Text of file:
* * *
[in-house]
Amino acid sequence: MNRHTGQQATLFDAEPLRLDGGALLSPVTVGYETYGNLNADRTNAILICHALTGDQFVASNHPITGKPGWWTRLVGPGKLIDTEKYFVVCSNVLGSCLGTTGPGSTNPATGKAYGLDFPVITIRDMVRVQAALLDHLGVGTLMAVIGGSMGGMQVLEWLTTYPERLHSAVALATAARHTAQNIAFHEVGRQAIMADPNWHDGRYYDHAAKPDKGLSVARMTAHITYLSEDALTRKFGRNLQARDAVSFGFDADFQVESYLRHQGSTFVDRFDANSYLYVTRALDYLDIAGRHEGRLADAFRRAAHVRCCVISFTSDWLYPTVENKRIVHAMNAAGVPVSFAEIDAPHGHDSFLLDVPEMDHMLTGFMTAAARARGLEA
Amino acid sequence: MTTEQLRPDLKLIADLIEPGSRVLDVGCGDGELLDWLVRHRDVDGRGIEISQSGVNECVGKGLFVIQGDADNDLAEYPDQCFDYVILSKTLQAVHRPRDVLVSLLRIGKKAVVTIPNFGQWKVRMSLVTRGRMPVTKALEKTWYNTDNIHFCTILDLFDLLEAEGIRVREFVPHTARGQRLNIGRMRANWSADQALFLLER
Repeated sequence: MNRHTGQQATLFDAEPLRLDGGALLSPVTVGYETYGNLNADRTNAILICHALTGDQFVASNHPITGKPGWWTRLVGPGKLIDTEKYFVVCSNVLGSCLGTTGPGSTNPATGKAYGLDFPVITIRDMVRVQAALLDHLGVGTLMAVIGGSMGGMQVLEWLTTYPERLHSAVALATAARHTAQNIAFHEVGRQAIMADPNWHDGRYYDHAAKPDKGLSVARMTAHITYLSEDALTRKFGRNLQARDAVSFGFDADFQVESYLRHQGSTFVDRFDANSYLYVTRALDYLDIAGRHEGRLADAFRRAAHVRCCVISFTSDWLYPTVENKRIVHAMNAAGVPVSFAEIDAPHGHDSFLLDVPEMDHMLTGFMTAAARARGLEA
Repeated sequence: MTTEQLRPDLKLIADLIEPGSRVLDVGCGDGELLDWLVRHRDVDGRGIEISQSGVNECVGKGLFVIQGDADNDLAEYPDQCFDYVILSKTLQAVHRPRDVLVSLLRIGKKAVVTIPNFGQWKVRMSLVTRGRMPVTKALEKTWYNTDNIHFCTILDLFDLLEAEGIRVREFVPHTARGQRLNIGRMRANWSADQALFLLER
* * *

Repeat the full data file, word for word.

[in-house]
Amino acid sequence: MNRHTGQQATLFDAEPLRLDGGALLSPVTVGYETYGNLNADRTNAILICHALTGDQFVASNHPITGKPGWWTRLVGPGKLIDTEKYFVVCSNVLGSCLGTTGPGSTNPATGKAYGLDFPVITIRDMVRVQAALLDHLGVGTLMAVIGGSMGGMQVLEWLTTYPERLHSAVALATAARHTAQNIAFHEVGRQAIMADPNWHDGRYYDHAAKPDKGLSVARMTAHITYLSEDALTRKFGRNLQARDAVSFGFDADFQVESYLRHQGSTFVDRFDANSYLYVTRALDYLDIAGRHEGRLADAFRRAAHVRCCVISFTSDWLYPTVENKRIVHAMNAAGVPVSFAEIDAPHGHDSFLLDVPEMDHMLTGFMTAAARARGLEA
Amino acid sequence: MTTEQLRPDLKLIADLIEPGSRVLDVGCGDGELLDWLVRHRDVDGRGIEISQSGVNECVGKGLFVIQGDADNDLAEYPDQCFDYVILSKTLQAVHRPRDVLVSLLRIGKKAVVTIPNFGQWKVRMSLVTRGRMPVTKALEKTWYNTDNIHFCTILDLFDLLEAEGIRVREFVPHTARGQRLNIGRMRANWSADQALFLLER
Repeated sequence: MNRHTGQQATLFDAEPLRLDGGALLSPVTVGYETYGNLNADRTNAILICHALTGDQFVASNHPITGKPGWWTRLVGPGKLIDTEKYFVVCSNVLGSCLGTTGPGSTNPATGKAYGLDFPVITIRDMVRVQAALLDHLGVGTLMAVIGGSMGGMQVLEWLTTYPERLHSAVALATAARHTAQNIAFHEVGRQAIMADPNWHDGRYYDHAAKPDKGLSVARMTAHITYLSEDALTRKFGRNLQARDAVSFGFDADFQVESYLRHQGSTFVDRFDANSYLYVTRALDYLDIAGRHEGRLADAFRRAAHVRCCVISFTSDWLYPTVENKRIVHAMNAAGVPVSFAEIDAPHGHDSFLLDVPEMDHMLTGFMTAAARARGLEA
Repeated sequence: MTTEQLRPDLKLIADLIEPGSRVLDVGCGDGELLDWLVRHRDVDGRGIEISQSGVNECVGKGLFVIQGDADNDLAEYPDQCFDYVILSKTLQAVHRPRDVLVSLLRIGKKAVVTIPNFGQWKVRMSLVTRGRMPVTKALEKTWYNTDNIHFCTILDLFDLLEAEGIRVREFVPHTARGQRLNIGRMRANWSADQALFLLER